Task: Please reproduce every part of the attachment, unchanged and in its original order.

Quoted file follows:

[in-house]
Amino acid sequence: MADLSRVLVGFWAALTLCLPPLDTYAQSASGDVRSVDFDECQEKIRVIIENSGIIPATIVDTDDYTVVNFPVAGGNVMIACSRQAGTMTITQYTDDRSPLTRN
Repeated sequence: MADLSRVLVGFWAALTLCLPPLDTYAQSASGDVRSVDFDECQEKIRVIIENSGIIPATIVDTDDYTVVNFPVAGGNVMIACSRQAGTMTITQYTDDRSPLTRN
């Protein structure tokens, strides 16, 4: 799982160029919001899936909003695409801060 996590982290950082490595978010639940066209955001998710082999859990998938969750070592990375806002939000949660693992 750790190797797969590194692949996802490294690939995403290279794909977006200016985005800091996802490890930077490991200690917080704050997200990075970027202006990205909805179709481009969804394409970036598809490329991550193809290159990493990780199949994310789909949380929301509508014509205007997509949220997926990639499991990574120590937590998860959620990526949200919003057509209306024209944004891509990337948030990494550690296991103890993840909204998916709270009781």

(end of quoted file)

[in-house]
Amino acid sequence: MADLSRVLVGFWAALTLCLPPLDTYAQSASGDVRSVDFDECQEKIRVIIENSGIIPATIVDTDDYTVVNFPVAGGNVMIACSRQAGTMTITQYTDDRSPLTRN
Repeated sequence: MADLSRVLVGFWAALTLCLPPLDTYAQSASGDVRSVDFDECQEKIRVIIENSGIIPATIVDTDDYTVVNFPVAGGNVMIACSRQAGTMTITQYTDDRSPLTRN
């Protein structure tokens, strides 16, 4: 799982160029919001899936909003695409801060 996590982290950082490595978010639940066209955001998710082999859990998938969750070592990375806002939000949660693992 750790190797797969590194692949996802490294690939995403290279794909977006200016985005800091996802490890930077490991200690917080704050997200990075970027202006990205909805179709481009969804394409970036598809490329991550193809290159990493990780199949994310789909949380929301509508014509205007997509949220997926990639499991990574120590937590998860959620990526949200919003057509209306024209944004891509990337948030990494550690296991103890993840909204998916709270009781």